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Today we covered some important topics from deployment of the utility emissions channel to the set up of the net emissions channel.  Thanks to Conor SvenssonRobin KlemensLam NguyenVatsal Mishra, SIJO (question) for attending.

Deploying the Utility Emissions Channel

We're currently working on deploying the utility emissions channel using docker swarm to Amazon web services cloud.

Once deployed, we'll set up a small test network, for example a node in the USA and a node in Europe.  Each node would serve as a "virtual auditor" of emissions for businesses and individuals in their respective regions.  As a virtual auditor, it needs only to furnish compute resources to run the business logic in the chain code, which will automate the auditing of carbon emissions based on data.  The operator of the node would be responsible for signing up new users in their area.

Each node will need to secure its REST api end point so that only authorized suers can access it.  We plan to do this with REST API keys.  More details will be coming on this one later.

Will there be one Fabric network or multiple Fabric networks, one for each region?  This we'll have to see.  On each Fabric network there will only be one version of chain code running, so all members of the network have to be running with the same business logic and base data set.  As long as the same business logic and data set can be used to map electricity used (KWH) to emissions (MtCO2e), we can all be on the same network.  If it's a question of getting different data sets we can expand the data set.  But if there will be different business logic altogether, then we'll have to have different networks.  In that case, the networks would have to collaborate together on the net emissions channel, which is denominated in MtCO2e, instead of the utility emissions channel, which is denominated in KWH. 

Net Emissions Channel 

Then the question of how to develop a net emissions channel.  The first question is: What exactly is the net emissions channel?  After some discussion, the best analogy (from Sijo@ibm.com) was a "Climate Fitness App".  Like a personal fitness app, it gathers data from many sources, then aggregates it together, and reports your overall fitness, in this case for climate-changing emissions.  So remember – If the potato chips don't get you, climate change will. (sad)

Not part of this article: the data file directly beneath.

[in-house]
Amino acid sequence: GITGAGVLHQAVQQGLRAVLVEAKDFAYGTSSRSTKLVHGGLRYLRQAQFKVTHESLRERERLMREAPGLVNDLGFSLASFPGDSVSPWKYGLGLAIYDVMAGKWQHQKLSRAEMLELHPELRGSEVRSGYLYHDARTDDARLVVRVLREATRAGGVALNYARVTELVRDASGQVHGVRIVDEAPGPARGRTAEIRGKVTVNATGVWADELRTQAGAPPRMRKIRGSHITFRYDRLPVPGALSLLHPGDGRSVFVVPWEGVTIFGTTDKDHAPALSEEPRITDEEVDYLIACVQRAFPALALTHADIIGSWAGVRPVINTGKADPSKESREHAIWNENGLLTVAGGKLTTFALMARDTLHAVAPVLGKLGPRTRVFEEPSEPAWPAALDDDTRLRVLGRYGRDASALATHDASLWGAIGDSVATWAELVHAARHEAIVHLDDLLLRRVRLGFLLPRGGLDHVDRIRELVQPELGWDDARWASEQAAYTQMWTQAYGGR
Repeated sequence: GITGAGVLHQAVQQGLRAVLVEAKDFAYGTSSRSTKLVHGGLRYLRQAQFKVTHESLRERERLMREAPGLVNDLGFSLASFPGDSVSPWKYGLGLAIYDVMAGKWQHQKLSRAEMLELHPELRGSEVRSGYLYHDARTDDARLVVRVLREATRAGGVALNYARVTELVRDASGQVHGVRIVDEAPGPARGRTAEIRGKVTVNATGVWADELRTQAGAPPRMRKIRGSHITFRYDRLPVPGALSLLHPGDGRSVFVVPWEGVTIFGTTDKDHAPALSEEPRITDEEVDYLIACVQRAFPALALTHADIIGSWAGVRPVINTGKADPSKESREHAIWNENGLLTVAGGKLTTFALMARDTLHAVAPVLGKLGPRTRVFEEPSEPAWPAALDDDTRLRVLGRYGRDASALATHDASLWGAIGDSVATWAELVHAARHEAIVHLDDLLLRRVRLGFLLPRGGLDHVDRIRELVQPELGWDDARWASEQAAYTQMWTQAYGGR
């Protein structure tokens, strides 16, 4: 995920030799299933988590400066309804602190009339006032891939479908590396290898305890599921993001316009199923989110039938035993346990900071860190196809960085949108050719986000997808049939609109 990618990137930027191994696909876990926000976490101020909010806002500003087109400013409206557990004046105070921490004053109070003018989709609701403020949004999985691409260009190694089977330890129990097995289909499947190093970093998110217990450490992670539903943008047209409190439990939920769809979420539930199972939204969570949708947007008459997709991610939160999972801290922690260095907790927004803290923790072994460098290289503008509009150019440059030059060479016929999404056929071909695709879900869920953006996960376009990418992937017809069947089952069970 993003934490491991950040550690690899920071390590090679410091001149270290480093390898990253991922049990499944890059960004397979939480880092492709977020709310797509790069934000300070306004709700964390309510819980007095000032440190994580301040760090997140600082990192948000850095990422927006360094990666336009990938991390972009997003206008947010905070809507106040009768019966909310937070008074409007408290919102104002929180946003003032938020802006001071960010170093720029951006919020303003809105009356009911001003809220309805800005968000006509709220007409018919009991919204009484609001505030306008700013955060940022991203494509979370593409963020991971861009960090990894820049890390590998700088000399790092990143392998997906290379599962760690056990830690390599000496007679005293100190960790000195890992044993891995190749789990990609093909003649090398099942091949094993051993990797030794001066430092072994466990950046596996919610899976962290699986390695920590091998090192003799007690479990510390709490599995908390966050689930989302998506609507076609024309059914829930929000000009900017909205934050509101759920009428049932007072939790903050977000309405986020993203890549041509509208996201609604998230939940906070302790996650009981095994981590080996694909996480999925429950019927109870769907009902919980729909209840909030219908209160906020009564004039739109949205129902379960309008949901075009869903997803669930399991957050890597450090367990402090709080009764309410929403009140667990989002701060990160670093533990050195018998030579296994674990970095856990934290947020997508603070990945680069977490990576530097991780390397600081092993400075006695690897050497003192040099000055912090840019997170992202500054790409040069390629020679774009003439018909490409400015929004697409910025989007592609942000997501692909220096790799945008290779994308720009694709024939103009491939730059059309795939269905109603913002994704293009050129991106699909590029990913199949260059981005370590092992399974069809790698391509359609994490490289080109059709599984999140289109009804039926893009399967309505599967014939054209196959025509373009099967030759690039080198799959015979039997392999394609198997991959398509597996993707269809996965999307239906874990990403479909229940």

So should it be on a public or permissioned ledger?  Conor Svensson's recommendation is that we start on a private ledger, and then put it on a public ledger if we need to expand the user base.  It is easier to manage a private ledger initially.  We can develop against an ethereum test net, and then later deploy either to a private or public ethereum network.  I thought this made a lot of sense.

How do utility emissions relate to net emissions?  Utility emissions are not really non-fungible tokens but immutable data.  They should be grouped together, with the net data stored as a hash on the emissions token. 

Cloud vs Distributed Resources

Finally we had a fun discussion about using cloud vs distributed resources, specifically where to store archival copies of utility bills and backup data.  We can store a hash of the utility bill and supporting data on the ledger, but that will not get us back the original bill or data in case we need to verify the emissions calculations.  So where do we store the original bills and data inputs?

One option is cloud-based storage, like Google drive or Amazon Glacier.  Another option is to use IPFS for a distributed experience.

If we're already using cloud-based servers to run the network, then is it necessary to use IPFS for storage, or is cloud-based storage more convenient?

Or should we go towards a fully distributed setup, with peer to peer nodes and storage eventually?

Upcoming Development

In case you'd like to join our development, we're working on quite a few things.

First, deployment of the utility emissions Hyperledger Fabric to the cloud.

Second, we have a list of outstanding issues on Github.

Finally, we'd like to expand to other countries and regions.  In the USA we're using the EPA's eGRID database, which has very detailed emissions information for utilities and regional groups of utilities.  We'd like to find other datasets, for example OurWorldInData.org's data set for India, that could be used to base reasonable emissions calculations upon.  

If you can help with any of these, please let us know with a comment.

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